The Li-rK39-ELISA revealed a specificity of 100% with the 46 non-endemic controls but 14 of the 190 endemic controls and two of the non-VL patients including cutaneous leishmaniasis and malaria were positive, although with OD below 0.5, resulting in a specificity of 93.8% which is not unexpected since in VL endemic regions a considerable number of infected people remain asymptomatic but develop a detectable antibody response [34].

In the present study, we used the L. tarentolae expression system (pLEXSY) to produce Li-rK39 and have evaluated its diagnostic performance. So far, the rK39 antigen has been produced in prokaryotic expression systems. Post-translational modification can affect an antigen in many aspects like stability, solubility, resistance against proteases etc. but doesn’t occur in prokaryotic expression systems. Also, codon bias is an important issue related to expression systems [21, 35]. The main advantage of prokaryotic expression systems is their low cost, easy handling and high yield [21, 35]. Leishmania tarentolae is a relatively easy eukaryotic expression system but compared to bacteria, it has a lower growth rate (doubling time of 6 h in agitated culture) and lower yield. On the other hand, it can be considered as a suitable expression system for rK39 of L. infantum, so the recombinantly produced protein may be more similar to its native counterpart. All these factors make this expression system suitable for the expression of proteins of kinetoplastid organisms as Rooney et al. [36] have shown in their study.

Conclusions

Considering the diversity of the kinesin-related gene encoding rK39 among the different strains of Leishmania species in different regions of the world, it can be suggested that the recombinant antigens be generated based on the dominant parasite strains circulating in a given region. Derived from the rK39 sequences found in an Iranian L. infantum strain isolated from a dog, a recombinant antigen showed satisfactory diagnostic accuracy when tested on sera from VL patients, endemic and non-endemic controls. Besides, we found that L. tarentolae is a good expression system for producing the rK39 antigen of L. infantum.

Availability of data and materials

Data supporting the conclusions of this article are included within the article. The raw data obtained during the present study are available upon request.

Abbreviations

VL:

visceral leishmaniasis

Li-rK39:

L. infantum-rK39

ICT:

immunochromatographic test

IFAT:

immunofluorescence assay

DAT:

direct agglutination test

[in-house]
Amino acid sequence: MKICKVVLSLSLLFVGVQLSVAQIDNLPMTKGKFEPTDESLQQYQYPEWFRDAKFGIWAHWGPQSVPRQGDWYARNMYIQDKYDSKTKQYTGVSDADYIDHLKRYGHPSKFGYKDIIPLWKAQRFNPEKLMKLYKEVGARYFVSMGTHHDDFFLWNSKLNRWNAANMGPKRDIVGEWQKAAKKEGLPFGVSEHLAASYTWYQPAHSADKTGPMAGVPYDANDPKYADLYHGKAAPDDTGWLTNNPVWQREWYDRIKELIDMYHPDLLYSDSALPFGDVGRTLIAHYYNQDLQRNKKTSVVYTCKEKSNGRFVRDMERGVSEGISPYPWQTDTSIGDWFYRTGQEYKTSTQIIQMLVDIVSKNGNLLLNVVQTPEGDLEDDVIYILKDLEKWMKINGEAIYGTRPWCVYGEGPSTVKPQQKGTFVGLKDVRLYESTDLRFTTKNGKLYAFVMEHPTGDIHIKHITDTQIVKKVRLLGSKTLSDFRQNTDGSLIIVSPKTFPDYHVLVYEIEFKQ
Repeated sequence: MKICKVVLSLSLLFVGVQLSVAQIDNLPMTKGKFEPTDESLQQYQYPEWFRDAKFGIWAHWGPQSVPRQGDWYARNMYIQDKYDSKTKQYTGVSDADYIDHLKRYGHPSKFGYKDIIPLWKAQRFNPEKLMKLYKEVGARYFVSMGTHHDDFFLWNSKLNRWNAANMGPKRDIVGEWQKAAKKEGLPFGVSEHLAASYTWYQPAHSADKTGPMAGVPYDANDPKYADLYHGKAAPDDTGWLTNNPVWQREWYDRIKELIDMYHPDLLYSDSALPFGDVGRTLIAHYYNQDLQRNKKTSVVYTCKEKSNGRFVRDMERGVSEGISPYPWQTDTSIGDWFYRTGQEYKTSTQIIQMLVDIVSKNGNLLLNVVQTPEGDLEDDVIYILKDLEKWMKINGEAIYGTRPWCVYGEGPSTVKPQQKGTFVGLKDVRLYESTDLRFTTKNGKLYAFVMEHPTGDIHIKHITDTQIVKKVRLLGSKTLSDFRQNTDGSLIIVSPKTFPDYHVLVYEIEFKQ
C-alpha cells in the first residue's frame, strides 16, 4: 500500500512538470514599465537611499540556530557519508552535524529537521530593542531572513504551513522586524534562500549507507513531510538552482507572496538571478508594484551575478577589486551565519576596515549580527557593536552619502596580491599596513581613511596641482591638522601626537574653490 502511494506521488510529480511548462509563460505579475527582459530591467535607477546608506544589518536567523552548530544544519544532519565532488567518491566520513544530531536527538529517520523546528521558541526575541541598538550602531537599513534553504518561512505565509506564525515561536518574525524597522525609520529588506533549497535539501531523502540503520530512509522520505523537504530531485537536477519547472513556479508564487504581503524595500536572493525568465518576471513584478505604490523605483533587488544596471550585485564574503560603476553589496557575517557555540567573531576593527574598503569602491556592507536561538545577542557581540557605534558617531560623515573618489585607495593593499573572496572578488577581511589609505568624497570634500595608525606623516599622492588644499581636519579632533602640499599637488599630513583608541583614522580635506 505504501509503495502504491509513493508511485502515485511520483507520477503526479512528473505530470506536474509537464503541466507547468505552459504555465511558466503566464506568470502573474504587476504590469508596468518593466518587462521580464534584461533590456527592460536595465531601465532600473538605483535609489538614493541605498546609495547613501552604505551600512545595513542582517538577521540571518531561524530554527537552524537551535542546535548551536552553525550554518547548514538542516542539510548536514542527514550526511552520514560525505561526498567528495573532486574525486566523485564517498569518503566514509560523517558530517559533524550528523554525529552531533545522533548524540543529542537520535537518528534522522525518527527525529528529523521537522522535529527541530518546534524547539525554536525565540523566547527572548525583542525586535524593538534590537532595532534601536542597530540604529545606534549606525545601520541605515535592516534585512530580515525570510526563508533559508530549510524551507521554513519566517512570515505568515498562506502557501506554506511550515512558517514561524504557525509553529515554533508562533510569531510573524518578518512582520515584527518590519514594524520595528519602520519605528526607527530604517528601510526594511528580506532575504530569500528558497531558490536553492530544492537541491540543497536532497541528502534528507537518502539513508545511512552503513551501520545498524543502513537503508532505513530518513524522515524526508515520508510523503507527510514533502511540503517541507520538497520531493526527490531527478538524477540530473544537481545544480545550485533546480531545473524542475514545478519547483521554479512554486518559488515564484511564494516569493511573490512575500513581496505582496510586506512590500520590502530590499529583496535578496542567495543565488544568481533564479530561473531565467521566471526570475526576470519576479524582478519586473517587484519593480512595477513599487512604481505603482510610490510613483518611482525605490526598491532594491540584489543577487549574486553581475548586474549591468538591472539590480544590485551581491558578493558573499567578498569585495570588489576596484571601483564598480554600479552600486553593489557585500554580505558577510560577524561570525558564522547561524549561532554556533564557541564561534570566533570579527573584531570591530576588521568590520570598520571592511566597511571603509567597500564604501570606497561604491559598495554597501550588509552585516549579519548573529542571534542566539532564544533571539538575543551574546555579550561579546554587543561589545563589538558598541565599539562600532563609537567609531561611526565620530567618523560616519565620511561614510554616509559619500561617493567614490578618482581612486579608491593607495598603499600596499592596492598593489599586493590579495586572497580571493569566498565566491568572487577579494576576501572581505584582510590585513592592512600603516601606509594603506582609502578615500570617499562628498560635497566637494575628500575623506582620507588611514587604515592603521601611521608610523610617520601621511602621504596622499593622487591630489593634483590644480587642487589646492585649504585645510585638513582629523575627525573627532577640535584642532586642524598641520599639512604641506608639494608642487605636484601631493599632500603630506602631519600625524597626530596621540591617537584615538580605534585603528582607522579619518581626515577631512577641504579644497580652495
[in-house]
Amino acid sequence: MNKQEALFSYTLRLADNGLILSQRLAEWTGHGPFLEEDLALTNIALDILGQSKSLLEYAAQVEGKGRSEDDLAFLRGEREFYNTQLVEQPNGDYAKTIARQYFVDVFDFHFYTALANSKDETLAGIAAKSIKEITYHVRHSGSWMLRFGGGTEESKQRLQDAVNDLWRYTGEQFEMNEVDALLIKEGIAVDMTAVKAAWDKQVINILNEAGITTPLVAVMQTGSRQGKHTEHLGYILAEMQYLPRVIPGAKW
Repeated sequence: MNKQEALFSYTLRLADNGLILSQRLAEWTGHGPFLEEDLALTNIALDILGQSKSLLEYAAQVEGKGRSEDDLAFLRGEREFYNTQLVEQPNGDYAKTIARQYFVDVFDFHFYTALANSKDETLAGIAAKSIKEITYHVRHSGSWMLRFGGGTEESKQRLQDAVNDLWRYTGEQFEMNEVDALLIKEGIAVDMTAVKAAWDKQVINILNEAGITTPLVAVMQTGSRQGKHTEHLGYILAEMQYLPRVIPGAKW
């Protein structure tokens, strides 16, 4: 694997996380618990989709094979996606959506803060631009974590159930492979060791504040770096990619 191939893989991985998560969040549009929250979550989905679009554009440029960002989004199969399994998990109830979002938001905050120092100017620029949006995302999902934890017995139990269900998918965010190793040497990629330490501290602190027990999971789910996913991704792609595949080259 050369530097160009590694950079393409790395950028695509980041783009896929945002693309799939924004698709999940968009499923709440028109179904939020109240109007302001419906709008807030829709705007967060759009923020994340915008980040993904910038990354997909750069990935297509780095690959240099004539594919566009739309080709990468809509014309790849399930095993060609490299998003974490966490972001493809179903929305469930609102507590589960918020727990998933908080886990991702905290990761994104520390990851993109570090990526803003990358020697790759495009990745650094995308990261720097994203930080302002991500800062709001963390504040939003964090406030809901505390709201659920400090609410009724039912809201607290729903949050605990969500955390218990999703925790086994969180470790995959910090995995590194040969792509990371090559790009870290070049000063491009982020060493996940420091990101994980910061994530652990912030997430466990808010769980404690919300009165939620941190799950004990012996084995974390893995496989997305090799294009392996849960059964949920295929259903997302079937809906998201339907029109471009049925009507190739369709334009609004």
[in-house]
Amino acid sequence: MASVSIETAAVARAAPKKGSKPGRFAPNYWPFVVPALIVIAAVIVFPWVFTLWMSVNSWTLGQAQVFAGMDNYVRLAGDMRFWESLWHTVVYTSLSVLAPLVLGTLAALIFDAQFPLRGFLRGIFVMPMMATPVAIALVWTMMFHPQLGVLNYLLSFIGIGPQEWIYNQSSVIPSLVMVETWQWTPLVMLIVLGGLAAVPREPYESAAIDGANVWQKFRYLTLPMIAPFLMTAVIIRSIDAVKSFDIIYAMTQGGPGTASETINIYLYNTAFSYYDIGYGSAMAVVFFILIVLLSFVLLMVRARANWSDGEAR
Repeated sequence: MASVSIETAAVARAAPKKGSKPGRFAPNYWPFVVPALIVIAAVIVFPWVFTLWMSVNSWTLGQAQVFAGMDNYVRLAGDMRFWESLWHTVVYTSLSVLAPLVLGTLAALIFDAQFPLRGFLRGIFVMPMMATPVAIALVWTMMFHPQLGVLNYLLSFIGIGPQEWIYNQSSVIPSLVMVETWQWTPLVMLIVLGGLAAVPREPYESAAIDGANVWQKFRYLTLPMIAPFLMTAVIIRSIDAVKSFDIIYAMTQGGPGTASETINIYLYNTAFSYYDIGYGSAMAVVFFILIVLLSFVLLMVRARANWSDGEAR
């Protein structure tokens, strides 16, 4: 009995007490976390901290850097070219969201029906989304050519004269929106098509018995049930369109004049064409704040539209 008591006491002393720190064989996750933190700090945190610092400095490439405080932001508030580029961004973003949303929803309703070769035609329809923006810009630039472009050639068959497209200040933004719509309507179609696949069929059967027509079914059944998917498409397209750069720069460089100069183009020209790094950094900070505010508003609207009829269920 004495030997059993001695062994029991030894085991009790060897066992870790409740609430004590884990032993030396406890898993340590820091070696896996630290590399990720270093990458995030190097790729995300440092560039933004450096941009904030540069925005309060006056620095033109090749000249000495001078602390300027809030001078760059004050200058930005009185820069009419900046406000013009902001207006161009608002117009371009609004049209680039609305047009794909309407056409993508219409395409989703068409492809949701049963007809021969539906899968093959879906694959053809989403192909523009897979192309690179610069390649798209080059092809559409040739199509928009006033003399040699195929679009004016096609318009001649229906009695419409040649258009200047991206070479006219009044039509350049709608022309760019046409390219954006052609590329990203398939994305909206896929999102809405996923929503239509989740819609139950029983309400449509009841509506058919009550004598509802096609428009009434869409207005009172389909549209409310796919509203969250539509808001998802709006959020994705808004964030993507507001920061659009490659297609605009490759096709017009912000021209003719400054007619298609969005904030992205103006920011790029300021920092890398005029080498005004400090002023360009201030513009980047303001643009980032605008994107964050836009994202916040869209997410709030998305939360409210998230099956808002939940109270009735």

ELISA:

enzyme-linked immunosorbent assay

RDT:

rapid diagnostic tests

BHI:

brain heart infusion

TBS:

tris-buffered saline

CI:

confidence intervals

ROC:

receiver-operator characteristic

AUC:

area under the curve

k :

kappa

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Acknowledgments

We would like to thank the technicians of the Diagnostic Parasitology Unit of the Institute of Tropical Medicine, Antwerp, Belgium for their assistance.

Funding

This project, as ZR’s PhD thesis, was financially supported by Shiraz University of Medical Sciences, Iran (Grant No: 12833). VK received funding from the European Union’s Horizon 2020 research and innovation program under the Marie Sklodowska-Curie grant agreement No. 642609. NVR is supported by a Krediet aan Navorser No. 1509316N.

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ZR, NV, BP, VK and AR performed the experiments, analyzed and interpreted the data and drafted the manuscript. PB, BP, BS and GHP contributed to the conception and supervision of the project and revised the manuscript. All authors read and approved the final manuscript.

Corresponding authors

Correspondence to Bahador Sarkari or Bahman Pourabbas.

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This study received ethical approval from the Ethics Committee of the Shiraz University of Medical Sciences (SUMS), Shiraz, Iran (No. IR.SUMS.REC.1396.S494). Informed consent was obtained from the parents or guardians of participants in the study.

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The authors declare that they have no competing interests.

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Rezaei, Z., Van Reet, N., Pouladfar, G. et al. Expression of a rK39 homologue from an Iranian Leishmania infantum isolate in Leishmania tarentolae for serodiagnosis of visceral leishmaniasis. Parasites Vectors 12, 593 (2019). https://doi.org/10.1186/s13071-019-3839-3

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Keywords

  • rK39
  • Leishmania
  • Serodiagnosis
  • Visceral leishmaniasis
  • Eukaryotic expression